Supported: 9 8 7 6 5
        Likely used: 9
        Logical         max     current
        cylinders       16383   16383
        heads           16      16
        sectors/track   63      63
        CHS current addressable sectors:    16514064
        LBA    user addressable sectors:   268435455
        LBA48  user addressable sectors:  1953525168
        Logical  Sector size:                   512 bytes
        Physical Sector size:                  4096 bytes
        Logical Sector-0 offset:                  0 bytes
        device size with M = 1024*1024:      953869 MBytes
        device size with M = 1000*1000:     1000204 MBytes (1000 GB)
        cache/buffer size  = 8192 KBytes
        Nominal Media Rotation Rate: 5400
        LBA, IORDY(can be disabled)
        Queue depth: 32
        Standby timer values: spec'd by Standard, with device specific minimum
        R/W multiple sector transfer: Max = 16  Current = 0
        Advanced power management level: 96
        DMA: mdma0 mdma1 mdma2 udma0 udma1 udma2 udma3 udma4 udma5 *udma6
             Cycle time: min=120ns recommended=120ns
        PIO: pio0 pio1 pio2 pio3 pio4
             Cycle time: no flow control=120ns  IORDY flow control=120ns
        Enabled Supported:
           *    SMART feature set
                Security Mode feature set
           *    Power Management feature set
           *    Write cache
           *    Look-ahead
           *    Host Protected Area feature set
           *    WRITE_BUFFER command
           *    READ_BUFFER command
           *    NOP cmd
           *    DOWNLOAD_MICROCODE
           *    Advanced Power Management feature set
                Power-Up In Standby feature set
           *    SET_FEATURES required to spinup after power up
                SET_MAX security extension
           *    48-bit Address feature set
           *    Device Configuration Overlay feature set
           *    Mandatory FLUSH_CACHE
           *    FLUSH_CACHE_EXT
           *    SMART error logging
           *    SMART self-test
           *    General Purpose Logging feature set
           *    64-bit World wide name
           *    IDLE_IMMEDIATE with UNLOAD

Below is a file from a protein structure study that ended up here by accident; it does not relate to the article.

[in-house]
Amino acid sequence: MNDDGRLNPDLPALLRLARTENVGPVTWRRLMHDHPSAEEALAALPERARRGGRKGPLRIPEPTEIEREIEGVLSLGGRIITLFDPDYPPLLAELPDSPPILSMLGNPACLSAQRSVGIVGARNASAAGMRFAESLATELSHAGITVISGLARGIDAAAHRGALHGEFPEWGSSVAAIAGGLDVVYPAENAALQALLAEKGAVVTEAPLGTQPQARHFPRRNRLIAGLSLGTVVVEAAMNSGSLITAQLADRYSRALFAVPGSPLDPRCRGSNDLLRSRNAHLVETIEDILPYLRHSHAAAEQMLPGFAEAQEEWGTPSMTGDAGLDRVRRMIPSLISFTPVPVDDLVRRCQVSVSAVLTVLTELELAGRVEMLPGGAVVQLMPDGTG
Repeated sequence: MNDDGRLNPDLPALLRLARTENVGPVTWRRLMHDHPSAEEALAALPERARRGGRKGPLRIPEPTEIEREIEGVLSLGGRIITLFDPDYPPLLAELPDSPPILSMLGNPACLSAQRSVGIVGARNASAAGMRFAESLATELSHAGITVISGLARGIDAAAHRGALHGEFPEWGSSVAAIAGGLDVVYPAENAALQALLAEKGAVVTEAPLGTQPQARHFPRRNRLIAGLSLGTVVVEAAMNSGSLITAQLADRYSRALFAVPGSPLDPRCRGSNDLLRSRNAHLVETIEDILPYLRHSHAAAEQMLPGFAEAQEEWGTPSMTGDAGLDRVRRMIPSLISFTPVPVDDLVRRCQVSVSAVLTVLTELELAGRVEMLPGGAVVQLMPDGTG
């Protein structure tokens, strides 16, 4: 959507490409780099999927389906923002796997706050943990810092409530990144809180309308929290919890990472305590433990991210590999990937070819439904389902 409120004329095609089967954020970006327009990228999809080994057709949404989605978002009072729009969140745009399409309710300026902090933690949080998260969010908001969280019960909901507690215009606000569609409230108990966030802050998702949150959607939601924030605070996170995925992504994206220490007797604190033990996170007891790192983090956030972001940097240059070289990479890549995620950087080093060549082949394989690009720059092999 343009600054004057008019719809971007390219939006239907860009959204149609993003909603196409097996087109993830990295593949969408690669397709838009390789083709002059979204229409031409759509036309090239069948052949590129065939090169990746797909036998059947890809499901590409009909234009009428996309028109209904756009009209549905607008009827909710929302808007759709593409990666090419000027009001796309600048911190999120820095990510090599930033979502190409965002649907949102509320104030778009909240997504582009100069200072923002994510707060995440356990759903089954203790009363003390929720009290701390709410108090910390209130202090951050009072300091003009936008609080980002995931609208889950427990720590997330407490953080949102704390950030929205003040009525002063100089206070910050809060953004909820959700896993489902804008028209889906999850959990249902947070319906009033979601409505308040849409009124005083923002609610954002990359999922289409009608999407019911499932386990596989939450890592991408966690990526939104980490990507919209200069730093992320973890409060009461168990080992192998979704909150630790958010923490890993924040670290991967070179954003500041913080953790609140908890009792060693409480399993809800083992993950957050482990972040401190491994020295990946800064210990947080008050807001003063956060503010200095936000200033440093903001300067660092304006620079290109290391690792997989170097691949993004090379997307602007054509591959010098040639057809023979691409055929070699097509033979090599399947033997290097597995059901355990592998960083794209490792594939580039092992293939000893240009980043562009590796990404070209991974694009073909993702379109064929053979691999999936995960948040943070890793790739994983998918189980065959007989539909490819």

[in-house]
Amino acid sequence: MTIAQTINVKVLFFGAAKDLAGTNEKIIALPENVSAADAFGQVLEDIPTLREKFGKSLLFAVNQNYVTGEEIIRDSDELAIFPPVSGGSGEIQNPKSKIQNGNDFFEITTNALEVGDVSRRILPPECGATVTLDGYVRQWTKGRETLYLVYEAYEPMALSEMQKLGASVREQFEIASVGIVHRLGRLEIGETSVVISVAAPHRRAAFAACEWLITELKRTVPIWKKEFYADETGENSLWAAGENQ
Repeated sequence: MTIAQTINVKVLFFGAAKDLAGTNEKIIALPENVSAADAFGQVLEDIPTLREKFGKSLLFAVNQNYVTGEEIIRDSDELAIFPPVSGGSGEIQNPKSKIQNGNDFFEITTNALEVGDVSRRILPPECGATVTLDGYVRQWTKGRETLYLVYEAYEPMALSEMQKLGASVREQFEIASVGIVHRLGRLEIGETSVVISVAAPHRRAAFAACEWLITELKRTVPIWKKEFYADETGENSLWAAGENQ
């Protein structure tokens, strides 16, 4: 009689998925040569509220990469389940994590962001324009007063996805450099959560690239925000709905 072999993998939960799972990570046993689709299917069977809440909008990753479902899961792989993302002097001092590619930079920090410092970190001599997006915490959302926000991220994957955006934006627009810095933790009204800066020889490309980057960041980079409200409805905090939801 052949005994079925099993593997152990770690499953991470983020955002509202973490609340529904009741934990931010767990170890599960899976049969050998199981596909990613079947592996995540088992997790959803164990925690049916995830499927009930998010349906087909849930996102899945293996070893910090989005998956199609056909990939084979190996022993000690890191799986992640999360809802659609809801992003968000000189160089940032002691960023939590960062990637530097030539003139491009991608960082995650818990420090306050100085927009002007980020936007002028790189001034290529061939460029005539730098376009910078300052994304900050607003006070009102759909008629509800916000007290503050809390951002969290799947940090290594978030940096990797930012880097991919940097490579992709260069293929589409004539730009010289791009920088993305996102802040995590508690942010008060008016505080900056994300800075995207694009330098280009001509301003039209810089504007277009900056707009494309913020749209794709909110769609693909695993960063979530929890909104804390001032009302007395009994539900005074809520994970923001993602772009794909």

*    {READ,WRITE}_DMA_EXT_GPL commands
           *    Segmented DOWNLOAD_MICROCODE
           *    Gen1 signaling speed (1.5Gb/s)
           *    Gen2 signaling speed (3.0Gb/s)
           *    Gen3 signaling speed (6.0Gb/s)
           *    Native Command Queueing (NCQ)
           *    Host-initiated interface power management
           *    Phy event counters
           *    Idle-Unload when NCQ is active
           *    NCQ priority information
           *    Host automatic Partial to Slumber transitions
           *    Device automatic Partial to Slumber transitions
           *    READ_LOG_DMA_EXT equivalent to READ_LOG_EXT
                DMA Setup Auto-Activate optimization
                Device-initiated interface power management
                Software settings preservation
           *    SMART Command Transport (SCT) feature set
           *    SCT Write Same (AC2)
           *    SCT Features Control (AC4)
           *    SCT Data Tables (AC5)
                unknown 206[12] (vendor specific)
                unknown 206[13] (vendor specific)
                unknown 206[14] (vendor specific)
        Master password revision code = 65534
        not     enabled
        not     locked
        not     frozen
        not     expired: security count
                supported: enhanced erase
Logical Unit WWN Device Identifier: 50014ee6aef78946
        NAA             : 5
        IEEE OUI        : 0014ee
        Unique ID       : 6aef78946
Checksum: correct

You’d as far as I know through many USB-bridges in fact see an indication of said bridge in the model strings which I’m not seeing there so just to be very, very sure: that seems to be a 1T Western Digital 2.5" SATA drive. Are you sure you’re looking at the right drive? Is this your external? And once again, if, yes, how is it connected?

Yes I am sure it is it, I have on internal HDD and one External SSD connected to it via USB. I used it daily to backup my data without a problem.

Weird I did it via Gparted and it actually worked. Now I can do all kinds of things with it like normal. And I can open it via fdisk now.

Well, okay then; my next suggestion is going to be to firmware-level erase that drive and wanted to as such make really sure I wouldn’t be instructing you to erase a system drive…

First: no, that dd really can not have done anything bad as such, although it seems to have laid bare an issue with the drive. So let us fully reinitialize it. As the above hdparm output says, this will take some 190 minutes, i.e., 3 hours+. Make sure to be plugged in if this is a laptop; don’t want to run out of battery halfway through.

You do:

$ sudo hdparm --security-set-pass foo /dev/sdb
$ sudo hdparm --security-erase foo /dev/sdb

If the first command errors out that would be unfortunate; if not, the second will take approx 190 minutes to return you to the prompt.

When it does you have that drive as “factory-reset” as possible. You should then be able to with e.g. sudo fdisk /dev/sdb or gparted or whatever you feel like first create a partition table (which, yes, is on an HDD better than working directly on the device itself as per that article).

Did not see your second message before posting; okay, no need then for the long erase.

Ok, any idea what happened there and why? i suppose if I run the same commands there is going to get into the same trouble.